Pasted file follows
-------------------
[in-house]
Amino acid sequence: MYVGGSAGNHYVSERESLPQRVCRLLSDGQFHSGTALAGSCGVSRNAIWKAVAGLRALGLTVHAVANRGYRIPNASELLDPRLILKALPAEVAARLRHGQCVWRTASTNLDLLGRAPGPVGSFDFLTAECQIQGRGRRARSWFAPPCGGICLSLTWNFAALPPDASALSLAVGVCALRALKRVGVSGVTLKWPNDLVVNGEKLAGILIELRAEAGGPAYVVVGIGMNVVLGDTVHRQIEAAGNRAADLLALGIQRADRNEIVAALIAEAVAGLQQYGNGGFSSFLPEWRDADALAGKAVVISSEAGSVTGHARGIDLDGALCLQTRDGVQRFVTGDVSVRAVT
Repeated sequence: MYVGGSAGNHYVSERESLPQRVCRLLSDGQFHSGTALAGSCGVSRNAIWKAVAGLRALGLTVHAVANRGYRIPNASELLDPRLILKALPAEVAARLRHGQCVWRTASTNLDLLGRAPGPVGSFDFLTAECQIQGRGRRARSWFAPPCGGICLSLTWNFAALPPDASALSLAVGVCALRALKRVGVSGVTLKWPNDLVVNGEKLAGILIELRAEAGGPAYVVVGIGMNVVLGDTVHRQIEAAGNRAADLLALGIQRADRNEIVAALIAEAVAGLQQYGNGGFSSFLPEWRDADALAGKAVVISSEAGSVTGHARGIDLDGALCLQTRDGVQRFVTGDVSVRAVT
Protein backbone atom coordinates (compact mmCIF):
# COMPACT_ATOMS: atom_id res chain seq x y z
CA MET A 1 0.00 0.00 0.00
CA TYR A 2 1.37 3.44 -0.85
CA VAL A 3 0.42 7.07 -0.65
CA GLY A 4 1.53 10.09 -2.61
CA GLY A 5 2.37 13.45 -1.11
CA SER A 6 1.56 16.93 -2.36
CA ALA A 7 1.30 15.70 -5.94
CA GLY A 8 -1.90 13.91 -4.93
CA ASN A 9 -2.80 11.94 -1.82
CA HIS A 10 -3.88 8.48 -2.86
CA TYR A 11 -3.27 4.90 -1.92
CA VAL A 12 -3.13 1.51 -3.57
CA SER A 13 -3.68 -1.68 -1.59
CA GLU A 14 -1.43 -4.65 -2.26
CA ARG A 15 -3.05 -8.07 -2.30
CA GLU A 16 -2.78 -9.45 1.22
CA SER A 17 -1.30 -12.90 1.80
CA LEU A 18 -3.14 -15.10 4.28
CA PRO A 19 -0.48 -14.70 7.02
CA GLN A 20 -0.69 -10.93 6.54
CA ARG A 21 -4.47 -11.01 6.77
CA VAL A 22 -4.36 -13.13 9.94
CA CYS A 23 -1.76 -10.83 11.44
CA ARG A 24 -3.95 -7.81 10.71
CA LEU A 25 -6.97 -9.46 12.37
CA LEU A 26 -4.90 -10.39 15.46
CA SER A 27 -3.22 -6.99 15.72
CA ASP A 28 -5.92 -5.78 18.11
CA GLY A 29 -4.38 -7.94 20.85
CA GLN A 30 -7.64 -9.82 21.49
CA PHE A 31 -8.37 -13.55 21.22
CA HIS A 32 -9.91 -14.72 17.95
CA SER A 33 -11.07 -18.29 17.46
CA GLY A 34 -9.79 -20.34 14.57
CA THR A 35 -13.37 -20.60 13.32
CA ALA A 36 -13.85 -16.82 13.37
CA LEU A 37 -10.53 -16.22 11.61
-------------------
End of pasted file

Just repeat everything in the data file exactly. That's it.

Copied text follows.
[in-house]
Amino acid sequence: MYVGGSAGNHYVSERESLPQRVCRLLSDGQFHSGTALAGSCGVSRNAIWKAVAGLRALGLTVHAVANRGYRIPNASELLDPRLILKALPAEVAARLRHGQCVWRTASTNLDLLGRAPGPVGSFDFLTAECQIQGRGRRARSWFAPPCGGICLSLTWNFAALPPDASALSLAVGVCALRALKRVGVSGVTLKWPNDLVVNGEKLAGILIELRAEAGGPAYVVVGIGMNVVLGDTVHRQIEAAGNRAADLLALGIQRADRNEIVAALIAEAVAGLQQYGNGGFSSFLPEWRDADALAGKAVVISSEAGSVTGHARGIDLDGALCLQTRDGVQRFVTGDVSVRAVT
Repeated sequence: MYVGGSAGNHYVSERESLPQRVCRLLSDGQFHSGTALAGSCGVSRNAIWKAVAGLRALGLTVHAVANRGYRIPNASELLDPRLILKALPAEVAARLRHGQCVWRTASTNLDLLGRAPGPVGSFDFLTAECQIQGRGRRARSWFAPPCGGICLSLTWNFAALPPDASALSLAVGVCALRALKRVGVSGVTLKWPNDLVVNGEKLAGILIELRAEAGGPAYVVVGIGMNVVLGDTVHRQIEAAGNRAADLLALGIQRADRNEIVAALIAEAVAGLQQYGNGGFSSFLPEWRDADALAGKAVVISSEAGSVTGHARGIDLDGALCLQTRDGVQRFVTGDVSVRAVT
Protein backbone atom coordinates (compact mmCIF):
# COMPACT_ATOMS: atom_id res chain seq x y z
CA MET A 1 0.00 0.00 0.00
CA TYR A 2 1.37 3.44 -0.85
CA VAL A 3 0.42 7.07 -0.65
CA GLY A 4 1.53 10.09 -2.61
CA GLY A 5 2.37 13.45 -1.11
CA SER A 6 1.56 16.93 -2.36
CA ALA A 7 1.30 15.70 -5.94
CA GLY A 8 -1.90 13.91 -4.93
CA ASN A 9 -2.80 11.94 -1.82
CA HIS A 10 -3.88 8.48 -2.86
CA TYR A 11 -3.27 4.90 -1.92
CA VAL A 12 -3.13 1.51 -3.57
CA SER A 13 -3.68 -1.68 -1.59
CA GLU A 14 -1.43 -4.65 -2.26
CA ARG A 15 -3.05 -8.07 -2.30
CA GLU A 16 -2.78 -9.45 1.22
CA SER A 17 -1.30 -12.90 1.80
CA LEU A 18 -3.14 -15.10 4.28
CA PRO A 19 -0.48 -14.70 7.02
CA GLN A 20 -0.69 -10.93 6.54
CA ARG A 21 -4.47 -11.01 6.77
CA VAL A 22 -4.36 -13.13 9.94
CA CYS A 23 -1.76 -10.83 11.44
CA ARG A 24 -3.95 -7.81 10.71
CA LEU A 25 -6.97 -9.46 12.37
CA LEU A 26 -4.90 -10.39 15.46
CA SER A 27 -3.22 -6.99 15.72
CA ASP A 28 -5.92 -5.78 18.11
CA GLY A 29 -4.38 -7.94 20.85
CA GLN A 30 -7.64 -9.82 21.49
CA PHE A 31 -8.37 -13.55 21.22
CA HIS A 32 -9.91 -14.72 17.95
CA SER A 33 -11.07 -18.29 17.46
CA GLY A 34 -9.79 -20.34 14.57
CA THR A 35 -13.37 -20.60 13.32
CA ALA A 36 -13.85 -16.82 13.37
CA LEU A 37 -10.53 -16.22 11.61